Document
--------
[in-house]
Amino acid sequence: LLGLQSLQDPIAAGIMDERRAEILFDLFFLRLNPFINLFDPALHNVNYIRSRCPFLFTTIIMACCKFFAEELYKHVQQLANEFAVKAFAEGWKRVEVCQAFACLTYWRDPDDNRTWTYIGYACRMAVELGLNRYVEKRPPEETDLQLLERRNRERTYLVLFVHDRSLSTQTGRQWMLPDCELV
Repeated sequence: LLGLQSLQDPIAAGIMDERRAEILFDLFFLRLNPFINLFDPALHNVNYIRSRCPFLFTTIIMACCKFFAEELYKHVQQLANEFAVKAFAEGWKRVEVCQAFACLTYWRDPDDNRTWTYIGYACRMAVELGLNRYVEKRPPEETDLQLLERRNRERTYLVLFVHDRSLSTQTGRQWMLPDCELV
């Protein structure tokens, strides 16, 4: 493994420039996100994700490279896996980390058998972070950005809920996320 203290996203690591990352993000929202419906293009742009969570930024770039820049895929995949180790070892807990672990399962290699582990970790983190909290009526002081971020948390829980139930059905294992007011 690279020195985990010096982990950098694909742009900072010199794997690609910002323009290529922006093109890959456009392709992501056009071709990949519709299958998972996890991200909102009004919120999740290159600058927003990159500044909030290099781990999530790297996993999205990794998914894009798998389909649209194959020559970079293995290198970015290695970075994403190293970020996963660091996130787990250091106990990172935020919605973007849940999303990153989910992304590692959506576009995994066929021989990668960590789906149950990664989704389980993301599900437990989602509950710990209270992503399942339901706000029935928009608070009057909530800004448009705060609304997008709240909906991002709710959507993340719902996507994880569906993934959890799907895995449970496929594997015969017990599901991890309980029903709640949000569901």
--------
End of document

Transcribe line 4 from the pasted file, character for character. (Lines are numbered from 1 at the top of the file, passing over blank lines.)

């Protein structure tokens, strides 16, 4: 493994420039996100994700490279896996980390058998972070950005809920996320 203290996203690591990352993000929202419906293009742009969570930024770039820049895929995949180790070892807990672990399962290699582990970790983190909290009526002081971020948390829980139930059905294992007011 690279020195985990010096982990950098694909742009900072010199794997690609910002323009290529922006093109890959456009392709992501056009071709990949519709299958998972996890991200909102009004919120999740290159600058927003990159500044909030290099781990999530790297996993999205990794998914894009798998389909649209194959020559970079293995290198970015290695970075994403190293970020996963660091996130787990250091106990990172935020919605973007849940999303990153989910992304590692959506576009995994066929021989990668960590789906149950990664989704389980993301599900437990989602509950710990209270992503399942339901706000029935928009608070009057909530800004448009705060609304997008709240909906991002709710959507993340719902996507994880569906993934959890799907895995449970496929594997015969017990599901991890309980029903709640949000569901």